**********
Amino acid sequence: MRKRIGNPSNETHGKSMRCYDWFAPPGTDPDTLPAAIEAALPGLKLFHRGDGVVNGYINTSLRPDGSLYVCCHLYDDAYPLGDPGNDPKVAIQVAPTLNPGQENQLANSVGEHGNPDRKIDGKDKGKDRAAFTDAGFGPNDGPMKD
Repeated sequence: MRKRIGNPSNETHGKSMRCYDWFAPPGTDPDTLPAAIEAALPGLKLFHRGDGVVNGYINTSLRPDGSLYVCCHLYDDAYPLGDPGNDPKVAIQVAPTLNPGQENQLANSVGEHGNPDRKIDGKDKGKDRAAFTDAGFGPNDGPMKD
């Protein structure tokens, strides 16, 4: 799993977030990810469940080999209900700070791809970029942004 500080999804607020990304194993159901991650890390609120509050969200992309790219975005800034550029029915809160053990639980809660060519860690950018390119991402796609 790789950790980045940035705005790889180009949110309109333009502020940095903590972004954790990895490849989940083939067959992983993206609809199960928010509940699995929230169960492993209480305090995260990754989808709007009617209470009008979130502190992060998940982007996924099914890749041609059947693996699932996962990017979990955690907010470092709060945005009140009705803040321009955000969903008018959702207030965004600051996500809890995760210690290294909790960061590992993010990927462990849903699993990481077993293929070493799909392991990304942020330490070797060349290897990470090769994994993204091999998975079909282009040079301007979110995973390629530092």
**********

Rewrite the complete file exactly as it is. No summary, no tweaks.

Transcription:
Amino acid sequence: MRKRIGNPSNETHGKSMRCYDWFAPPGTDPDTLPAAIEAALPGLKLFHRGDGVVNGYINTSLRPDGSLYVCCHLYDDAYPLGDPGNDPKVAIQVAPTLNPGQENQLANSVGEHGNPDRKIDGKDKGKDRAAFTDAGFGPNDGPMKD
Repeated sequence: MRKRIGNPSNETHGKSMRCYDWFAPPGTDPDTLPAAIEAALPGLKLFHRGDGVVNGYINTSLRPDGSLYVCCHLYDDAYPLGDPGNDPKVAIQVAPTLNPGQENQLANSVGEHGNPDRKIDGKDKGKDRAAFTDAGFGPNDGPMKD
């Protein structure tokens, strides 16, 4: 799993977030990810469940080999209900700070791809970029942004 500080999804607020990304194993159901991650890390609120509050969200992309790219975005800034550029029915809160053990639980809660060519860690950018390119991402796609 790789950790980045940035705005790889180009949110309109333009502020940095903590972004954790990895490849989940083939067959992983993206609809199960928010509940699995929230169960492993209480305090995260990754989808709007009617209470009008979130502190992060998940982007996924099914890749041609059947693996699932996962990017979990955690907010470092709060945005009140009705803040321009955000969903008018959702207030965004600051996500809890995760210690290294909790960061590992993010990927462990849903699993990481077993293929070493799909392991990304942020330490070797060349290897990470090769994994993204091999998975079909282009040079301007979110995973390629530092």